Moves by insurers to ensure they are not exposed to Covid-19 on future policies are mostly to clarify cover rather than rewrite coverage, said Aon’s global chief broking officer, Hugo Wegbrans. He also told CRE that the insurance market coped well during 1 April renewals, with things relatively smooth for buyers despite turmoil thrown up by the pandemic.
“In general, we see clauses are being put out by areas of the market to make sure they don’t have any exposure to the virus on renewing polices,” said Mr Wegbrans.
“Some carriers are trying to throw in Covid-19 clauses, making it explicitly not covered,which is causing a bit of debate around coverage. There seems to be a bit of split in the market. Some insurers are asking for these clauses on every account, and some just where there has been explicit coverage,” he explained.
“But I think these moves are mainly to make sure everyone understands the position of the carrier rather than to start to write or rewrite coverage. There are not a lot of policies that have explicit coverage,” he added.
Sue Taylor, business interruption claims specialists at Miller, said insurers are taking measures to further restrict cover for communicable diseases when property policies renew, adding specific exclusions for Covid-19 as well as broader exclusions for epidemics and pandemics.
“I would expect the property insurance market will now move to exclude epidemic and pandemic cover, in much the same way it excluded terrorism exposures following 9/11 and the IRA mainland UK bombing campaign in the 1990s. As was the case then, we are likely to see a shift towards the purchase of standalone epidemic insurance in the future,” she said.
Mr Wegbrans also said that 1 April renewals have gone well from an operational standpoint.
“The resilience of the market has been fantastic. I think this is a compliment to the market and its IT people.Everyone is working from home and it’s amazing how well this is working, with videoconferencing and the like. We have seen some very good behaviour by carriers and no one is taking advantage of the situation. There were a few problems to solve, such as physical signing of slips, but a lot of pdfs were signed to get around this,” he said.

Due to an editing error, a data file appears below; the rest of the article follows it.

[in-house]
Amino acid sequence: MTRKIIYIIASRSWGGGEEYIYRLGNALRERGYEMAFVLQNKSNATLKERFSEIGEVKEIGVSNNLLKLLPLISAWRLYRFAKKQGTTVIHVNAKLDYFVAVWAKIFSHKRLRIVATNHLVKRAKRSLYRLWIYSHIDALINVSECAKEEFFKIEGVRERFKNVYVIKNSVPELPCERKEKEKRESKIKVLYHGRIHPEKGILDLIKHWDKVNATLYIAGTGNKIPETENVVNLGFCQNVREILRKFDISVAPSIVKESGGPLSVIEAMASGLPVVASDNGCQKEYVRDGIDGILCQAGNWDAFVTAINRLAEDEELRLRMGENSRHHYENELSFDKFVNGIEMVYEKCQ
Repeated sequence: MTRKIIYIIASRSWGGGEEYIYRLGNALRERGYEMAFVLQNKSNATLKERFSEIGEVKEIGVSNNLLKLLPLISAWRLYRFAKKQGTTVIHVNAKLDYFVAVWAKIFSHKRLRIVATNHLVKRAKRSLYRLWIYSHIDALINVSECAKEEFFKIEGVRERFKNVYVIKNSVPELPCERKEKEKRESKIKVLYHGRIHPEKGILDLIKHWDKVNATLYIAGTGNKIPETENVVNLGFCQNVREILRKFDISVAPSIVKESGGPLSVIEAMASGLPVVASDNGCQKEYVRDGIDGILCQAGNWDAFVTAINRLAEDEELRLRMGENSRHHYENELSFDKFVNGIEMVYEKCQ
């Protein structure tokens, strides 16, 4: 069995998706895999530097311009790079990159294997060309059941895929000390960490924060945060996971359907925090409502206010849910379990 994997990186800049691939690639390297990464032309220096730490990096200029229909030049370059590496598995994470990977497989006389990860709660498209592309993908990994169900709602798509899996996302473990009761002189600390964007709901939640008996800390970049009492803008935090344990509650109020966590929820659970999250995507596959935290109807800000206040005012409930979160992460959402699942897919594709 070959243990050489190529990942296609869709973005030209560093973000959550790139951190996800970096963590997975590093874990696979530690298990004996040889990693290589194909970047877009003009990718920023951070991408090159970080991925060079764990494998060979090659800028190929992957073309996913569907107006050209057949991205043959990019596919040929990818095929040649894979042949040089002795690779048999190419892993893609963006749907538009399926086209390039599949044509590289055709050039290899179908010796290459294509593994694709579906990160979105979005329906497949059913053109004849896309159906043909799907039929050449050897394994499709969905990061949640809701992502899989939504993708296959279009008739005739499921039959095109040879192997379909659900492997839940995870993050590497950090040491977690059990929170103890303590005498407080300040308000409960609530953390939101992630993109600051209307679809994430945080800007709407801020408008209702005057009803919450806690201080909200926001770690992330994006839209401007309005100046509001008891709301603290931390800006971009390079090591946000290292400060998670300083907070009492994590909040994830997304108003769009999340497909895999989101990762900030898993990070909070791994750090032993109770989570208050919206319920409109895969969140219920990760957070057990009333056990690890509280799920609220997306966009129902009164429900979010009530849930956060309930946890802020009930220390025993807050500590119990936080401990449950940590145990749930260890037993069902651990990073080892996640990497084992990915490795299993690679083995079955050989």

Mr Wegbrans said extensions were available to continue current policies for a few months, but in general these were not needed or advisable. However, the broker has asked insurers to be flexible and adjust things down the line if needed, rather than hold things up.
“People have looked to see if any extensions can offer a bit of relief. But we have said, given the way the market is working now, we would rather get a 12-month renewal than have a two- or three-month extension. This latter route just creates more work for everyone. But we are asking carriers to be flexible with retroactive adjustments of values or activity, because a lot of clients don’t know how coronavirus is going to affect either their values or their business. So we are saying: let’s renew for 12 months and then look at values later on if needed,” he said.
Mr Wegbrans added that some clients experiencing real difficulties to make decisions or get the right information have been advised to go for an extension, but this is the exception rather than the rule.
He also pointed to a specific example of where one major insurer agreed a deal with a company in the travel industry to pay 50% of next year’s premium upfront and then take a look at things again six months down the line. But he again said this is for specific circumstances only, and is not the best way forward for most clients.
Last week, Airmic told CRE there is no real evidence that Covid-19 caused problems for 1 April renewals, but added that buyers are still facing problems from continuing “harsh market” conditions.
Mr Wegbrans said the insurance market has not immediately reacted to Covid-19 at 1 April renewals. Although still tough for insureds, the market has stabilised during the first three months of this year, he added.
“We are seeing that the market is a continuation of what we saw at year-end. There has not been a spike and it is not worsening for buyers. We had a spike at the year-end when people really saw drastic premium increases. But we have seen a normalisation, as we were hoping for, in the first three months of 2020. It is still a difficult market with increased rates, but it is generally more reasonable in terms of surprises than at year-end,” he said.